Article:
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Chem 177-Week 2- Mon-Wed-Fri

by: Megan Spiegel

Chem 177-Week 2- Mon-Wed-Fri Chem 177

Marketplace > Iowa State University > Chemsitry > Chem 177 > Chem 177 Week 2 Mon Wed Fri
Megan Spiegel
GPA 3.85

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Hello guys, Here is General Chemistry 177 Lectures from week 2 Mon-Wed-Fri. It is A LOT of information so be sure to spend some time reviewing and looking over the notes carefully! The notes ...
General Chemistry I
Dr. Anderson
Class Notes
General Chemistry, Avogadros Number, Molar Mass, nomenclature, Balancing Equations
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This 11 page Class Notes was uploaded by Megan Spiegel on Tuesday September 6, 2016. The Class Notes belongs to Chem 177 at Iowa State University taught by Dr. Anderson in Fall 2016. Since its upload, it has received 79 views. For similar materials see General Chemistry I in Chemsitry at Iowa State University.


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Date Created: 09/06/16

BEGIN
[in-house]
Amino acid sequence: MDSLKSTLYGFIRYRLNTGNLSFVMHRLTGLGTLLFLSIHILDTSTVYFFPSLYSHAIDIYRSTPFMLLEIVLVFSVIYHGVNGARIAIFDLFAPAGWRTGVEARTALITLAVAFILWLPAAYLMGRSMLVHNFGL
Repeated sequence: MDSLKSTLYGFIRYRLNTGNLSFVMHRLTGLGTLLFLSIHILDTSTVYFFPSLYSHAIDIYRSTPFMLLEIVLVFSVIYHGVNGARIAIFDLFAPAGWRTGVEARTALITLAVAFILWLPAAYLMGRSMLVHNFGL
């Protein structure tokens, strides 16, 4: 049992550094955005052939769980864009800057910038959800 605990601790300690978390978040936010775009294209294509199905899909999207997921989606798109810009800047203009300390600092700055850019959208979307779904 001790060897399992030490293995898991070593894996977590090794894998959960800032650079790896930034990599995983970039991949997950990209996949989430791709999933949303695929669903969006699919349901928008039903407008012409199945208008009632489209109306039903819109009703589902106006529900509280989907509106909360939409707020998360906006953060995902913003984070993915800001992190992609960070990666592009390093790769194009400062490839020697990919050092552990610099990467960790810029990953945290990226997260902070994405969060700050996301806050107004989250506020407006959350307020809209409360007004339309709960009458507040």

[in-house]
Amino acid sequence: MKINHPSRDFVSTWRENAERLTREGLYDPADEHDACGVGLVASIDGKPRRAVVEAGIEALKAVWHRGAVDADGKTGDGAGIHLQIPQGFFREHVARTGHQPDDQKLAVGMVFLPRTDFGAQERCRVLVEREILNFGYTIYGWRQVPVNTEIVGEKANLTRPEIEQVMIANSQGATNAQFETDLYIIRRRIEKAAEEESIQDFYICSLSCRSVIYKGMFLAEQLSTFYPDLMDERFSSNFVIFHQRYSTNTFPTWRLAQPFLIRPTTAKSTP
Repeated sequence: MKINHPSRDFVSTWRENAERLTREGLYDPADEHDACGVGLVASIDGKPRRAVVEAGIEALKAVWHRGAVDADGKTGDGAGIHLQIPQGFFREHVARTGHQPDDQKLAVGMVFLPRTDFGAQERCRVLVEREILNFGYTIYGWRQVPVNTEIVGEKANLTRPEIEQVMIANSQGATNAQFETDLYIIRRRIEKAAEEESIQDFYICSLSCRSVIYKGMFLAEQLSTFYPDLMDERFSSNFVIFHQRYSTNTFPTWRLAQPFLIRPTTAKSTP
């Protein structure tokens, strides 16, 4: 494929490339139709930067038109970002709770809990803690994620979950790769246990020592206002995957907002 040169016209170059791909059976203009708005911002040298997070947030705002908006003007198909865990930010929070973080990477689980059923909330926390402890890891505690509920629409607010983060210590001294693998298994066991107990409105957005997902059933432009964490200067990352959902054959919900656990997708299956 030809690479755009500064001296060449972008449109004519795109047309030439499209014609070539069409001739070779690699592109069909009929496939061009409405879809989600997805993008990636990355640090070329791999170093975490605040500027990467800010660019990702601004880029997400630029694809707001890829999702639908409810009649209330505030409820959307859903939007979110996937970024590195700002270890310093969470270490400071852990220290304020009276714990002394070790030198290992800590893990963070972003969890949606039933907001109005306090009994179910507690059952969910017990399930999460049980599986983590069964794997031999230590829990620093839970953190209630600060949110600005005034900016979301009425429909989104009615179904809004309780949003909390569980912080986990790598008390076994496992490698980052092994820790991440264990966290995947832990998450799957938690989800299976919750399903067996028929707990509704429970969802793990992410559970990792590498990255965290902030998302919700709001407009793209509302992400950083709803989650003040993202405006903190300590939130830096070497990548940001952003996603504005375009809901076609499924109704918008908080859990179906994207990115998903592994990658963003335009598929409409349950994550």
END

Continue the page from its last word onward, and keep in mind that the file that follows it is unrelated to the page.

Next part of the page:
Continuation of Atomic Theory of Matter (Chapter Two)….   ◼Let’s start with some practice:       ◼Chemical Formulas   ❏ All balanced in terms of the valence electrons   ❏ Memorize all 7 diatomic molecules   ­ How to remember       ◼Types of Formulas   ❏ Molecular​­​ can always be reduced into a smaller whole number ratio   e.g . ​C2​H6​ → can be reduced to C ​ H​3  ❏ Empirical​­​ lowest whole number ratio of a molecular formula  e.g. ​ CH​2​→ cannot be reduced further       ❏ Structural­  shows the connectivity of each atom in a molecule            ❏ Perspective Drawing​­ shows 3­D views/orientation of each atom in a molecule       ◼Ions   ­ When an electron is lost or gained the molecule becomes an ion   ❏ Cations­ loses electrons (positive)  ❏ Anions­ gains electrons (negative)     ◼Know the Common Cations and Anions      ❏ Ionic Compounds: generally formed between metals and nonmetals   ­ Only empirical formulas written   ­ Opposite charges always attract   ❏ The Criss­Cross Method         ◼Patterns in Oxyanion Nomenclature   ❏ 2 oxyanions involving same element  ­ Fewer oxygens  ​ = “­ite” ending   ­ More oxygens = ​  “­ate” ending   ❏ Periods 2 and 3 of the Periodic Table   ­ Period 2 has a maximum of 3 oxygens   ­ Period 3 has a maximum of 4 oxygens   ❏ Commit the Following to Memory:   1. ClO​ = “2 ​orite”   ­​ 2. ClO​  = 4​erchlorate”  3. ClO​  = 3​hlorate”   ­​ 4. ClO​ = “Hypochlorite”     ◼Acid Nomenclature   ❏ Nomenclature of Common Acids     ❏ Nomenclature of Binary Molecular Compounds (2 elements)   ❏ The element close to the metals group is written first   ❏ Use prefixes to identify the number of oxygens   e.g. CO​  = ​  the two subscript → Carbon ​Dio ​ xide   2​     ◼Nomenclature of Organic Compounds   ❏ When Hydrogen is replaced with something else, the name of the molecule is derived  from the of the alkaline            Nomenclature Flowchart              Binary Ionic  Binary  Ternary  Binary  Ternary Acids Checklist   Checklist   Molecular  Ionic  Acids  Checklist   Checklist   Checklist   1. Name the metal  1. Name the  1. Name the  1. All start with  1. Skip the hydrogen   first element  Metal   “hydro­”  2. Use Roman Numeral if  2. Use prefix  2. Use Roman  2. Name the  2. Name the polyatomic  the metal has a variable  to show the  Numerals if  nonmetal   ion  oxidation number  number of  metal has a  atoms present  variable  in the first  Oxidation  element   Number  3. Name the nonmetal.  3. Name the  Example:  3. Change the  3. Change endings from:   second  Cu(NO​ 3​ 2  ending to “­ic”  “­ate” to “­ic”   element   Copper (II)  “­ite” to “­ous”   Nitrite   Hint­ No  Roman  Numerals  needed if the  metal is Group  1/IA or Group  2/IA  4. Change the ending of  4. Repeat step    4. Add the  4. Add the word “Acid”   the nonmetal to “­ide”   number 2   word acid   Example:​ LiF   5. Change the  Example:​ HF  Example:   Lithium Fluoride  ending of the  Hydrofluoric  CO​3​(Carbon​ate​)   Hint ­ No roman numerals  second  Acid   H​ CO​ (Carbon​ic​ Acid)   2​ 3 ​ needed if the metal is a  element to  Group 1/IA (1+) or Group  “­ide”  2/IIA (2+)     Example:    N​2​5   Di​nitrogen (2)  Pento​ xide (5)   Hint­ Do not  use the prefix  “mono” on the  first element     Stoichiometry (Chapter Three)   ◼Stoichiometry: the study of the mass relationships in chemistry     ◼Chemical Equations: concise representations of chemical reactions   ❏ Must always be balanced   e.g. 2H​ O2​ O​  →2​H​ O​  2​ 2 ❏ The states of the reactants and products are represented by letters in parentheses   e.g. CH​  4​) + 2O​  (2​ → CO​  (g) 2​2H​ O (g) 2​ ­ The letter “g” representing “gas”   ❏ Coefficients are used to balance the equation ­ must follow the Law of Conservation of  Mass   ­ Never use subscripts to balance­­adding subscripts changes the  compound/molecule into a different substance    ◼3 Types of Reactions   1. Combinations​: 2 or more substances react to form one new substance     2. Decomposition​:​ One substance breaks down into 2 or more substances     3. Combustion​:​ Rapid and produce a flame   ­ Most often involve O​  as a reactant   2​   ◼Formula Weight (FW): sum of atomic weight for the atoms in a chemical  formula   ❏ Quantitative Significance of a Formula      e.g. F​ W of CaCl​  ​2​        ◼Percent Composition         ❏ Let’s look at an example!       ◼Percent Abundance v. Relative Abundance   ❏ Percent Abundance will always look like this → 23%   ❏ Relative Abundance will always look like this → 0.23     ◼Avogadro's Number   ❏ What is it?­ 6.02 • 10​  = 1 mole   ❏ A mole is the amount of pure substance containing the same number of chemical units  as there are atoms in exactly 12 grams of carbon 12.   ­ Carbon was chosen arbitrarily  ❏ What is molar mass?­ (M) is a physical property defined as the mass of a given  substance divided by the amount of total substance  ­ The two common base units for molar mass are: kg/mol or g/mol     ➤Let’s do an Example:       ◼Using Moles   ❏ Moles provide a bridge from the molecular scale to the real­world scale    ◼Mole Relationships   ❏ One mole of atoms, ions or molecules contain about 6.02 • 10​  of particles  ​ (contain  Avogadro's Number worth)   ❏ One mole of molecules contains 6.02 • 10​  multiplied by the number of atoms or ions in  each element of the compound     ◼Determining Empirical Formulas   ❏ One can determine the empirical formula from the Percent Composition by following  these three steps:           ​ ​ ​